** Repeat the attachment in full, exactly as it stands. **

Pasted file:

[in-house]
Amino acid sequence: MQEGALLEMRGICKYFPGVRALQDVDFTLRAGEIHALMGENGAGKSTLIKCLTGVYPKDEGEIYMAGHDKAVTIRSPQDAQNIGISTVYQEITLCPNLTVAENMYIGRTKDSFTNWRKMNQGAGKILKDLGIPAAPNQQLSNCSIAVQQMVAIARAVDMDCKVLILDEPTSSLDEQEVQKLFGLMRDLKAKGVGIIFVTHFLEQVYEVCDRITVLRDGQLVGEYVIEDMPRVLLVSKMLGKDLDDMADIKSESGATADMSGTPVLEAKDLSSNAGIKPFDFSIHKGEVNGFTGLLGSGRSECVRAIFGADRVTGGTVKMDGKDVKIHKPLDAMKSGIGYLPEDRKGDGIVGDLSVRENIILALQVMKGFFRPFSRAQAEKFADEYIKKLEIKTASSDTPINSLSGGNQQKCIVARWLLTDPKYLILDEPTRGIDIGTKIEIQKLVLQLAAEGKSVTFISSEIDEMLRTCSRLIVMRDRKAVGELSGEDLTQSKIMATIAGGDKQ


[in-house]
Amino acid sequence: MQEGALLEMRGICKYFPGVRALQDVDFTLRAGEIHALMGENGAGKSTLIKCLTGVYPKDEGEIYMAGHDKAVTIRSPQDAQNIGISTVYQEITLCPNLTVAENMYIGRTKDSFTNWRKMNQGAGKILKDLGIPAAPNQQLSNCSIAVQQMVAIARAVDMDCKVLILDEPTSSLDEQEVQKLFGLMRDLKAKGVGIIFVTHFLEQVYEVCDRITVLRDGQLVGEYVIEDMPRVLLVSKMLGKDLDDMADIKSESGATADMSGTPVLEAKDLSSNAGIKPFDFSIHKGEVNGFTGLLGSGRSECVRAIFGADRVTGGTVKMDGKDVKIHKPLDAMKSGIGYLPEDRKGDGIVGDLSVRENIILALQVMKGFFRPFSRAQAEKFADEYIKKLEIKTASSDTPINSLSGGNQQKCIVARWLLTDPKYLILDEPTRGIDIGTKIEIQKLVLQLAAEGKSVTFISSEIDEMLRTCSRLIVMRDRKAVGELSGEDLTQSKIMATIAGGDKQ